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The U.S. men's national soccer team wore orange armbands in support of gun control

Uruguay midfielder Fernando Gorriaran and U.S. defender Joe Scally chase the ball during the first half of an international friendly soccer match on Sunday in Kansas City, Kan.
Charlie Riedel
/
AP
Uruguay midfielder Fernando Gorriaran and U.S. defender Joe Scally chase the ball during the first half of an international friendly soccer match on Sunday in Kansas City, Kan.

During a friendly soccer match against Uruguay on Sunday, the U.S. men's national team wore orange armbands to raise awareness of gun violence and call on elected leaders in the United States to pass further restrictions on gun ownership.

In addition to the on-field display, the team also sent a letter to all members of Congress urging them to support stricter gun legislation in the aftermath of several recent mass shootings across the country.

"Our ability to affect change is limited, but yours is not," the letter from the players and staff reads. "You could vote this week to address gun violence in America, and in fact, you will be given that opportunity."

The House is expected to take up a package of gun bills in the coming days, and a bipartisan group of Senators is also negotiating over potential firearms legislation in that chamber.

The team's demonstration came during a particularly violent weekend. At least 15 people were killed and another 60 were wounded by gunfire in eight states, which followed closely behind two recent mass shootings in Buffalo, N.Y., and Uvalde, Texas.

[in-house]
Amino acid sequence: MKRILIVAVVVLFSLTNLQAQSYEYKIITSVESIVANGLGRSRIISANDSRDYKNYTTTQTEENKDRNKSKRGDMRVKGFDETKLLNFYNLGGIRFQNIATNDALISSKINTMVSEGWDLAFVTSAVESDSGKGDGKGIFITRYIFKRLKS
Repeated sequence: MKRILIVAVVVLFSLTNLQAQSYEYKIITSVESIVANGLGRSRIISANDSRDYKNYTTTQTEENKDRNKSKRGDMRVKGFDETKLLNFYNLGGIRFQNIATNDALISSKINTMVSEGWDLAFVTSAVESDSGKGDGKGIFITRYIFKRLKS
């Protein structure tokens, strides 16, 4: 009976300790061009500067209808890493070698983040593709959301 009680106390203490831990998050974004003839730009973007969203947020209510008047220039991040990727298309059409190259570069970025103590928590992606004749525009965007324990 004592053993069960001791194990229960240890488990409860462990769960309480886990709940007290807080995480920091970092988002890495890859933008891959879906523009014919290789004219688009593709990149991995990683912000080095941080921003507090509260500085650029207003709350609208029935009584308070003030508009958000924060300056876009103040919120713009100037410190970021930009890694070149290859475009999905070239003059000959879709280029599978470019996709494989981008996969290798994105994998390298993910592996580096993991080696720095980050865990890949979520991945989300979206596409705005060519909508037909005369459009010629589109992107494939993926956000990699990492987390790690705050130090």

Players wore orange as part of a national effort championed by the group Everytown for Gun Safety to raise awareness of the ongoing gun violence across the U.S. The vibrant color is a nod to the orange apparel worn by hunters to keep themselves and others safe in the woods.

"Everyone's just tired of it. And it's good that this group is asking for action and asking people to make change," U.S. men's national team head coach Gregg Berhalter said.

"It's not only about the mass shootings that you see every day," he added, "but it's just about the needless gun violence and the kids and the people that are dying every day."

Copyright 2022 NPR. To see more, visit https://www.npr.org.

Joe Hernandez

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